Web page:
See Wern Hao is pursuing a degree in law and liberal arts at the National University
of Singapore and Yale-NUS College. His works have been featured in Toasted Cheese
Literary Journal
and We Are A Website. He has also contributed to anthologies such as
Words: Lost and Found and Rollercoasters & Bedsheets.

Postcard from Taipei

A man heaves the pushcart on his shoulders,
dragging it by its arms
the way a father would a child. Crying
through the streets, carving a trail

of gutter oil. Because the night
market is now a market
of bodies. Pigs chopped,
propped up on sticks,

blood coagulating into salt.
Intestines hung, a string
of fairy lights. Salt scattered
over chicken thigh, smashed
into flour, cumin and chili powder.

Standing in front of the counter,
so faithful to the god of wealth,
you are also commodity.

Want to try? It is super fresh —
But the answer never comes. The answer
is you in a v-neck shirt walking away. So dazzled
by this city of lights, you do not see him bruising.

Your face is not his but one he will wear
to speak your tongue.
The way a pig peels off broiled skin,
zhu zha tang to tenderloin,
pining for a love more tender by the gods.


At Main station,
a man clutches a loudhailer
on a podium.
Chase the ghouls out
of this country!

Cheers erupt across the street
as you snap pictures
of flags, the old men, wrinkled
bandanas around foreheads.

Freedom is only the ability
to draw lines — boundary, belief,
bayonet. Blood dripping from fingers
into a cup of wine marked the end
of the Han dynasty. Not here,

everyone else spills onto the bicycle lanes,
trickling home. Hanging
soured white shirts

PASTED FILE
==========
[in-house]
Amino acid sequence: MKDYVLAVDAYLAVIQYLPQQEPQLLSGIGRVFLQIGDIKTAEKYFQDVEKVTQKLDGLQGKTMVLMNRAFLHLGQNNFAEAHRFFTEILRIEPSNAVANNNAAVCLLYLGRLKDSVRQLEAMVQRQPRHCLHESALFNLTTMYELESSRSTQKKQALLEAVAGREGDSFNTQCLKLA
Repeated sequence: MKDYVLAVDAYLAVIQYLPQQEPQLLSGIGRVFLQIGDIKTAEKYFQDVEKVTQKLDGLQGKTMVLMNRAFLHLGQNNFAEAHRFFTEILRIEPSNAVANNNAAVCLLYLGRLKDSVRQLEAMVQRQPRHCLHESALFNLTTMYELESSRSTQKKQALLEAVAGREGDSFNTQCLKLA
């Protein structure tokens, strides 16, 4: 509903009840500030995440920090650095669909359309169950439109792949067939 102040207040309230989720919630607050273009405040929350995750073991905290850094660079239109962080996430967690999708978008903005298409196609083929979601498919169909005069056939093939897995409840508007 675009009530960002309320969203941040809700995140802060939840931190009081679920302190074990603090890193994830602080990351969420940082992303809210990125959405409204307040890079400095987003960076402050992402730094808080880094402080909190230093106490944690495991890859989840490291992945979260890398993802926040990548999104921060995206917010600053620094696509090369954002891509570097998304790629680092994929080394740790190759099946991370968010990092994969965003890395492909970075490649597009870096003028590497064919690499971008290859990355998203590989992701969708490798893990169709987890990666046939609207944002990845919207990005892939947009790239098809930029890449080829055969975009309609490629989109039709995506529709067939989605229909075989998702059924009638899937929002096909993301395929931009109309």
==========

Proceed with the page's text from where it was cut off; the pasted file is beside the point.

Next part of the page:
and sauce-stained pencil skirts,
they flag surrender on bamboo poles.


Loneliness is to give the body to the self who will not keep it.


Ahgong is an atheist. Watermelons cut, cubed.
The closest thing to supper he could afford.
For a dollar fifty cents, such a big bowl.
Cheap faith, the little bit saved,
my face resting on the rind, scraping.
A half-circle, teeth sunk into a smile.
Outside where got? Church was Teck Ghee food centre
every Sunday. Fish splashed, slippers dragging across floor,
parting of a sea of singlets, salt-caked
is love, quiet
chopping board, knife. Today I buy
the watermelon sweet and juicy
or not? Is it fresh?
Flesh of the land, sweat of the farmer.
Soil and skin
I do not know. Here is delivery, not deliverance.

When I brought him to college, vigil lights strung
around the dining hall. Offerings spread
in trays, slick steel.
So much can finish meh?
Ahgong put down his fork.
I took a plate of watermelons
for ahgong, ahma, myself.

Yeah of course can. At home you also give
one big bowl that's how I learn to eat.

The caterers clasp their hands.
Do you want more?
No need, enough already.
At home not so much,
cannot compare.

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